Communication, Language, and Meaning: Psychological Perspectives

By George A. Miller | Go to book overview

19 COMMUNICATION IN SMALL GROUPS

Robert Freed Bales

For one reason or another, everyone spends a sizable fraction of his life interacting with other people in small groups. Whether for work or pleasure, such groups comprise a large part of our social lives, so it is not surprising that social scientists have been interested in understanding what goes on in such groups.

Our communication with each other in face-to-face situations is very subtle and complex. In addition to the meanings of the words used, there is a rich flow of contextual information by mutual eye contact. Bodily attitudes, gestures, and facial expressions play an important part. The obvious meaning of what is said in words is only a part, sometimes only a small part, of what is communicated, as we all know (see Chapter 21).

It has been found that a surprising amount of information is carried by the form of the interaction itself. For example, one can usually infer something about the relative dominance of members in a small group simply by counting the number of remarks each makes to the others. The number of remarks is roughly equivalent to the time consumed. In a small group, time is like money or property. It is not distributed equally among members, but in a gradient that has some relation to the social status of the members. Talking time in a group is not something that a member has with security -- it is usually something for which he must compete. Some members take it almost by force, in that they take more than others are willing to give them. They exercise power in the taking of time, though they may not gain legitimate status. An increase in the amount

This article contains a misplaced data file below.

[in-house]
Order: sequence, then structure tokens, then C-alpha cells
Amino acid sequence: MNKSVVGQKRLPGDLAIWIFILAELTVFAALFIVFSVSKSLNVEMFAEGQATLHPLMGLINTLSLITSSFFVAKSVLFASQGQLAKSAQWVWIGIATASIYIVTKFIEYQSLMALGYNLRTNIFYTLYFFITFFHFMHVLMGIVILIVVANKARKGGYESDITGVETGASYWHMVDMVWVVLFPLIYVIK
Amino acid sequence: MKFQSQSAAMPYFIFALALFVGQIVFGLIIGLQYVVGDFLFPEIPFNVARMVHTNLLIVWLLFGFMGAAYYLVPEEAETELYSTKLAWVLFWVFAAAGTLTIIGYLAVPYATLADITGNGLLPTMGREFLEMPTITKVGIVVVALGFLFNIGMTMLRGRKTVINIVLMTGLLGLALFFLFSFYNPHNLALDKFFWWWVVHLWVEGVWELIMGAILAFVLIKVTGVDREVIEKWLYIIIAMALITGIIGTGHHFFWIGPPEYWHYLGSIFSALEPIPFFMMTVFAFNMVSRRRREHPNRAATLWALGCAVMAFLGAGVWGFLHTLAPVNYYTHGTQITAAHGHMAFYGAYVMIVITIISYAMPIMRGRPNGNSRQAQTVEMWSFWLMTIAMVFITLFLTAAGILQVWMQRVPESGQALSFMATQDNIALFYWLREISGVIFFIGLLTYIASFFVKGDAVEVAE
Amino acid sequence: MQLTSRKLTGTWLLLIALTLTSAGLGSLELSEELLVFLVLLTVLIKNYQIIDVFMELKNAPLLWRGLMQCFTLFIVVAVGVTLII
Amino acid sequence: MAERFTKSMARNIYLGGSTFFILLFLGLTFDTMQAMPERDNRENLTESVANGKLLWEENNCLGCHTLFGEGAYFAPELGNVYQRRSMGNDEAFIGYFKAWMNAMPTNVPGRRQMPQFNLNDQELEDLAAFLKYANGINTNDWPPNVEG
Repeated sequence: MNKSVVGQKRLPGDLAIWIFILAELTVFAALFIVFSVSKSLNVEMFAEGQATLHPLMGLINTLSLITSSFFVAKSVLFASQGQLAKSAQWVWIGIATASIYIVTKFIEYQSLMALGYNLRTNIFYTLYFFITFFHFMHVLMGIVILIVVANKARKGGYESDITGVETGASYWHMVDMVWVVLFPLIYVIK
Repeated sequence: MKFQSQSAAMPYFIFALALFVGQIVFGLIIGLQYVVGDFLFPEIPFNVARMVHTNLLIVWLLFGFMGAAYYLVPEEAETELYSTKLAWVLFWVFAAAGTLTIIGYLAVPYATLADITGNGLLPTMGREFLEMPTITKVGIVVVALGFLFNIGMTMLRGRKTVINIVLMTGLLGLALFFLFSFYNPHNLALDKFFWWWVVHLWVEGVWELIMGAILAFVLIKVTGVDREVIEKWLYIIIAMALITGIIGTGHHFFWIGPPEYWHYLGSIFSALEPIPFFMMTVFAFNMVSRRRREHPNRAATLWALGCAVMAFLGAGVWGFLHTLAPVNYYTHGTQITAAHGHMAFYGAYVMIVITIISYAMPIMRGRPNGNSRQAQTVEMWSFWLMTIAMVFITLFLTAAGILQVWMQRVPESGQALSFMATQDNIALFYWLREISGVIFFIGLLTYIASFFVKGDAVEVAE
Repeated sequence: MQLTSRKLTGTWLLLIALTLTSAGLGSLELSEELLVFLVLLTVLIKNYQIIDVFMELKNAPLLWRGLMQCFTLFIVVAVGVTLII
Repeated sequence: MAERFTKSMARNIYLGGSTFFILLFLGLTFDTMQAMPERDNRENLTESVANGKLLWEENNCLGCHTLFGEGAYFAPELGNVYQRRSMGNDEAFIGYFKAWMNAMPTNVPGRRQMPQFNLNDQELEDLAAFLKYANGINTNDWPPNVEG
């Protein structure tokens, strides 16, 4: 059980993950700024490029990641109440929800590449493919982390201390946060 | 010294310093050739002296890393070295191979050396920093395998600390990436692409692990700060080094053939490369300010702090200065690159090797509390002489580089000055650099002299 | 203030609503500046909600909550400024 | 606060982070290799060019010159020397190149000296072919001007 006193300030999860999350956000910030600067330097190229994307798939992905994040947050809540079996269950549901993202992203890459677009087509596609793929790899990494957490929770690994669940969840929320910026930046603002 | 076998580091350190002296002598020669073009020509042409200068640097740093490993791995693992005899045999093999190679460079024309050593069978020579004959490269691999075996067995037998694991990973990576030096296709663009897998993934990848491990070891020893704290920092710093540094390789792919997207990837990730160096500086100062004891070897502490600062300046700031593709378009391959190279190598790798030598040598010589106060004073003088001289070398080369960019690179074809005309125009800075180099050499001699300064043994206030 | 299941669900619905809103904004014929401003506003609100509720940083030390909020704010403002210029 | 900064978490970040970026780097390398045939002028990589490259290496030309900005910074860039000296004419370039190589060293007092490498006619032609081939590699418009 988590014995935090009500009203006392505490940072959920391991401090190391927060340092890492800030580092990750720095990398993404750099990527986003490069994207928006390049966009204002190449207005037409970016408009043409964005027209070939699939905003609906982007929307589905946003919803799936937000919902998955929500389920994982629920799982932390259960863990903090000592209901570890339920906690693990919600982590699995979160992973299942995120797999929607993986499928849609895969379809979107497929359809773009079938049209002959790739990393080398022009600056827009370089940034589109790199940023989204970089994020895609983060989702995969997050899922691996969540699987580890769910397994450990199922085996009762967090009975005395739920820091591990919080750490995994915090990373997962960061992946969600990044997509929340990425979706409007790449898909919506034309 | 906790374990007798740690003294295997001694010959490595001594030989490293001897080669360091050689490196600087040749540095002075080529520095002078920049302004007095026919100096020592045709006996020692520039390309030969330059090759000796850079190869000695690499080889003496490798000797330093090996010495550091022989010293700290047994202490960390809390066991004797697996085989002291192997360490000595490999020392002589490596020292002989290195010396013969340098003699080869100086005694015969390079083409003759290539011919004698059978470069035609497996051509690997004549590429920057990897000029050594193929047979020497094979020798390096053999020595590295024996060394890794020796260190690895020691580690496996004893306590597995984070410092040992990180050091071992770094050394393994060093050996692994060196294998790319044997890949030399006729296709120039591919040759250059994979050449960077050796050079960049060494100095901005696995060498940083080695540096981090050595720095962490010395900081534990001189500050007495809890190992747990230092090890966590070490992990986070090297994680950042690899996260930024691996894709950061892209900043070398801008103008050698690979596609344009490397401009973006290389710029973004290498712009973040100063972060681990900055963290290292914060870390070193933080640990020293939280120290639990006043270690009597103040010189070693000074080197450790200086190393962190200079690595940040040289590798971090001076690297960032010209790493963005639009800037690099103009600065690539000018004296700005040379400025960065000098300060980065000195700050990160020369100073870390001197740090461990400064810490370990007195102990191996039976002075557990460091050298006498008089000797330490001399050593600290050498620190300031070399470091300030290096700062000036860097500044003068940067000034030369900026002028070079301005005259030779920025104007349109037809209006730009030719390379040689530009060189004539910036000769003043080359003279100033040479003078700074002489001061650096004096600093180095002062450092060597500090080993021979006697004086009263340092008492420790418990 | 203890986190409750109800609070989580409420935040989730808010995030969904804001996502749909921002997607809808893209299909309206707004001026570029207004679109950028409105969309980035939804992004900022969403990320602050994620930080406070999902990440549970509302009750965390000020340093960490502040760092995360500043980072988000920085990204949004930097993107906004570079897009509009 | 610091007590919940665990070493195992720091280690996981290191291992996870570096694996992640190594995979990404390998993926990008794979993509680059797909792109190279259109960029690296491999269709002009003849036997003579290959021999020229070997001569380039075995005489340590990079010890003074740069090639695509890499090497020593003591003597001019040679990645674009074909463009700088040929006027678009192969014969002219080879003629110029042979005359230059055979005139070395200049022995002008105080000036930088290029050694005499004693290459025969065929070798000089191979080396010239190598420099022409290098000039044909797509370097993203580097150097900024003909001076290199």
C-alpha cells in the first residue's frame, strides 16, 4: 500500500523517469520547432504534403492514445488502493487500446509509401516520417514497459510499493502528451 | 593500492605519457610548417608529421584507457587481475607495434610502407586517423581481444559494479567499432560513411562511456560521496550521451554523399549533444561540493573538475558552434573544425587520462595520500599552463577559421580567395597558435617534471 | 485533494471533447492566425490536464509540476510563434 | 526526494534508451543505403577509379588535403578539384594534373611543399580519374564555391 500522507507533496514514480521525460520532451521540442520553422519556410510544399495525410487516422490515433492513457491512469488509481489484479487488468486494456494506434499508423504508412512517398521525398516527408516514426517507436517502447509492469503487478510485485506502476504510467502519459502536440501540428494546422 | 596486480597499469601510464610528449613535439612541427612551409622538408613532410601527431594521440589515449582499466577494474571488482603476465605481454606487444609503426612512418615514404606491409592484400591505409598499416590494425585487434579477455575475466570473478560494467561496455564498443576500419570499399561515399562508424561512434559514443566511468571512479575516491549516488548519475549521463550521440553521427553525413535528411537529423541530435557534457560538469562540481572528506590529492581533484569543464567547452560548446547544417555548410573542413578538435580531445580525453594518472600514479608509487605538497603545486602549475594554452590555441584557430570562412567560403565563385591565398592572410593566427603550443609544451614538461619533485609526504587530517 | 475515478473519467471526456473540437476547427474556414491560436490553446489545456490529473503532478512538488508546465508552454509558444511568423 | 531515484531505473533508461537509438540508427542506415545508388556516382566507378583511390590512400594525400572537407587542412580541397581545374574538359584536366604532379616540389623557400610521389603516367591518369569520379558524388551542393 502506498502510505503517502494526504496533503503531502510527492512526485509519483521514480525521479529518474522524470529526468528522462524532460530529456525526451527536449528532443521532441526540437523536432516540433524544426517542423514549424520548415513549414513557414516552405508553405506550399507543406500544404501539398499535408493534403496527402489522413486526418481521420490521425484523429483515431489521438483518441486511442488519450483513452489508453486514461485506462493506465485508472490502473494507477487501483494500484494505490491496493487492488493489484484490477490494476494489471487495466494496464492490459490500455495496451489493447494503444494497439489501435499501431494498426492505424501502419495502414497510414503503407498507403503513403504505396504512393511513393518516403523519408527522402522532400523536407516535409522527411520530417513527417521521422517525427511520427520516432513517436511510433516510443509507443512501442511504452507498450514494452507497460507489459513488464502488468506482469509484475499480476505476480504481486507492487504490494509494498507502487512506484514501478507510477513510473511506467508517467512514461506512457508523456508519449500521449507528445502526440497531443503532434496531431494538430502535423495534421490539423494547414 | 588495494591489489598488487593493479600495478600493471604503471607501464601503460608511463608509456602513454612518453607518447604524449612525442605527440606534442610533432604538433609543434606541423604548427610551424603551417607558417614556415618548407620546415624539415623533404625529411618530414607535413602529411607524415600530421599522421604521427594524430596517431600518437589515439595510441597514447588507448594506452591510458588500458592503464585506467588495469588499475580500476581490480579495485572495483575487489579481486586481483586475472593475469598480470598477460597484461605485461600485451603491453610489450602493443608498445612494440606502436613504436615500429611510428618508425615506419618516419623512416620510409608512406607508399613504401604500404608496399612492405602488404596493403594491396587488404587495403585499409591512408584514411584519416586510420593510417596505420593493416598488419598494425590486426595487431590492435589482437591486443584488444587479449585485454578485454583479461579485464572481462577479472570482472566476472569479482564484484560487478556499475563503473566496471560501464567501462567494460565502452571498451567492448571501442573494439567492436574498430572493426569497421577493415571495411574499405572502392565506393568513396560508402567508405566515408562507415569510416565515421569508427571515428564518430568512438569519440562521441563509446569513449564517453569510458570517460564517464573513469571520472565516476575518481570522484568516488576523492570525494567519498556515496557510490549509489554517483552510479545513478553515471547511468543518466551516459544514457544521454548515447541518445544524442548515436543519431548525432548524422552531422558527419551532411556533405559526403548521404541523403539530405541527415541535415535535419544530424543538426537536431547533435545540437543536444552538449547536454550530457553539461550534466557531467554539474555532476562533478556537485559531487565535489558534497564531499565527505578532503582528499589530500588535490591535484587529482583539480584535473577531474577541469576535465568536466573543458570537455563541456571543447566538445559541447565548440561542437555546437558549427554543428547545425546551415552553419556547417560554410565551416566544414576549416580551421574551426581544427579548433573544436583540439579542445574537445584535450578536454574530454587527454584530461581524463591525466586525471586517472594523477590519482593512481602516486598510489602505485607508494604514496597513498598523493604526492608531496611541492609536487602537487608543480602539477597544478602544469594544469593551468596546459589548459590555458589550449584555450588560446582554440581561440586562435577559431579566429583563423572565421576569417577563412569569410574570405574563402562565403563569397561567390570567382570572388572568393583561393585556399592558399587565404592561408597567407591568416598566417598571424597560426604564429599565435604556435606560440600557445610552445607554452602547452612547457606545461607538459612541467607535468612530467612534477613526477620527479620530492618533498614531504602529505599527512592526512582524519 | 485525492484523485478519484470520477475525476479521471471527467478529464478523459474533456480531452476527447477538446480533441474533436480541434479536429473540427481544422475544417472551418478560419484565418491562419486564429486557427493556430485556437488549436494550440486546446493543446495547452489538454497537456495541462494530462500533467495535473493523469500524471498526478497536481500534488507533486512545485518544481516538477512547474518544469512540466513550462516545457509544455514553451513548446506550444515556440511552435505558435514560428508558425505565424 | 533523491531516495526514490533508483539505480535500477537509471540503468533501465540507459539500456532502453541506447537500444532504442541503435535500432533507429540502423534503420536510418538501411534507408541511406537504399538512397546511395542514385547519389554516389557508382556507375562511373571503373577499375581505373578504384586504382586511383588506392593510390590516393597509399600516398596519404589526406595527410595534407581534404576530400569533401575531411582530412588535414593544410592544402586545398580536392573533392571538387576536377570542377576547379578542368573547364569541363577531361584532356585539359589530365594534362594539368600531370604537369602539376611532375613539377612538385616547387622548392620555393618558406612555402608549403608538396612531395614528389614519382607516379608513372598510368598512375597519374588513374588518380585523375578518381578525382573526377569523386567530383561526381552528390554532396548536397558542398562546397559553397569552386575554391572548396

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Communication, Language, and Meaning: Psychological Perspectives
Table of contents

Table of contents

  • Title Page iii
  • The Authors v
  • Preface ix
  • Contents xiii
  • 1: Psychology and Communication 3
  • 2: Psychology and the Theory of Language 13
  • 3: The Realm of Syntax 23
  • 4: The Realm of Meaning 36
  • 5: Biological Aspects of Language 49
  • 6: The Brain and Language 61
  • 7: Speech Development and Bird Song: Are There Any Parallels? 73
  • 8: Primate Communication 84
  • 9: Teaching Apes to Communicate 95
  • 10: The Development of Language in Children 107
  • 11 - Learning to Read 117
  • 12: The Speech Code 128
  • 13: Artificial Speech 141
  • 14: Language and Perception 149
  • 15: Language and Memory 159
  • 16: Language and Thought 172
  • 17: Language and Probability 185
  • 18: Communication and Computers 196
  • 19: Communication in Small Groups 208
  • 20: Mass Communication 219
  • 21: Nonverbal Communication 231
  • 22: Persuasion 242
  • 23: Language and Psychopathology 256
  • 24: The Sociology of Language 268
  • 25: Translation and Bilingualism 280
  • Suggestions for Further Reading 291
  • Index 299
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